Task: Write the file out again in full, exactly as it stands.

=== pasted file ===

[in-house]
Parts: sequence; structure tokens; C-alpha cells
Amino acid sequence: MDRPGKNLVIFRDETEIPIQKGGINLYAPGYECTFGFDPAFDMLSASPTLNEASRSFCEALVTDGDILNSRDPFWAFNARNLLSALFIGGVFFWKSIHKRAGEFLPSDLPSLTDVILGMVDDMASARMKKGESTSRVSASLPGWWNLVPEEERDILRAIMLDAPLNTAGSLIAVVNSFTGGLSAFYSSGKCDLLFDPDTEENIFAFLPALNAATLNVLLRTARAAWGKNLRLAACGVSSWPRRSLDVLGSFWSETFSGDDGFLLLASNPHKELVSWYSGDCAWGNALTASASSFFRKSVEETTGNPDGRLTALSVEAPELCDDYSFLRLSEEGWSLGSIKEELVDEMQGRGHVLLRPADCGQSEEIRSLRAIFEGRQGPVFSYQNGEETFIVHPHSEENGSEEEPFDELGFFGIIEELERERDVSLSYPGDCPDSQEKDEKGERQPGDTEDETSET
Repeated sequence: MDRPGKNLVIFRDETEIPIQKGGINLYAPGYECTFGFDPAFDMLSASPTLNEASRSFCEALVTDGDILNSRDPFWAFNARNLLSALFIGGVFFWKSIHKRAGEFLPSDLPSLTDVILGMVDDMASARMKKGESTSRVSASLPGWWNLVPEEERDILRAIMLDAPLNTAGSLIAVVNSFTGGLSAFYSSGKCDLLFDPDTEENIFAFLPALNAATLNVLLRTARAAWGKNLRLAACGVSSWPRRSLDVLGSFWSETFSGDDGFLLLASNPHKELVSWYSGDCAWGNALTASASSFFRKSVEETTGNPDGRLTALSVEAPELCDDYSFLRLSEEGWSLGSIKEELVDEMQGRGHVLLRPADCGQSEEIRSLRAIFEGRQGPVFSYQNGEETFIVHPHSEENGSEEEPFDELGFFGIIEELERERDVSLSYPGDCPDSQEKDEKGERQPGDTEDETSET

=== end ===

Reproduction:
[in-house]
Parts: sequence; structure tokens; C-alpha cells
Amino acid sequence: MDRPGKNLVIFRDETEIPIQKGGINLYAPGYECTFGFDPAFDMLSASPTLNEASRSFCEALVTDGDILNSRDPFWAFNARNLLSALFIGGVFFWKSIHKRAGEFLPSDLPSLTDVILGMVDDMASARMKKGESTSRVSASLPGWWNLVPEEERDILRAIMLDAPLNTAGSLIAVVNSFTGGLSAFYSSGKCDLLFDPDTEENIFAFLPALNAATLNVLLRTARAAWGKNLRLAACGVSSWPRRSLDVLGSFWSETFSGDDGFLLLASNPHKELVSWYSGDCAWGNALTASASSFFRKSVEETTGNPDGRLTALSVEAPELCDDYSFLRLSEEGWSLGSIKEELVDEMQGRGHVLLRPADCGQSEEIRSLRAIFEGRQGPVFSYQNGEETFIVHPHSEENGSEEEPFDELGFFGIIEELERERDVSLSYPGDCPDSQEKDEKGERQPGDTEDETSET
Repeated sequence: MDRPGKNLVIFRDETEIPIQKGGINLYAPGYECTFGFDPAFDMLSASPTLNEASRSFCEALVTDGDILNSRDPFWAFNARNLLSALFIGGVFFWKSIHKRAGEFLPSDLPSLTDVILGMVDDMASARMKKGESTSRVSASLPGWWNLVPEEERDILRAIMLDAPLNTAGSLIAVVNSFTGGLSAFYSSGKCDLLFDPDTEENIFAFLPALNAATLNVLLRTARAAWGKNLRLAACGVSSWPRRSLDVLGSFWSETFSGDDGFLLLASNPHKELVSWYSGDCAWGNALTASASSFFRKSVEETTGNPDGRLTALSVEAPELCDDYSFLRLSEEGWSLGSIKEELVDEMQGRGHVLLRPADCGQSEEIRSLRAIFEGRQGPVFSYQNGEETFIVHPHSEENGSEEEPFDELGFFGIIEELERERDVSLSYPGDCPDSQEKDEKGERQPGDTEDETSET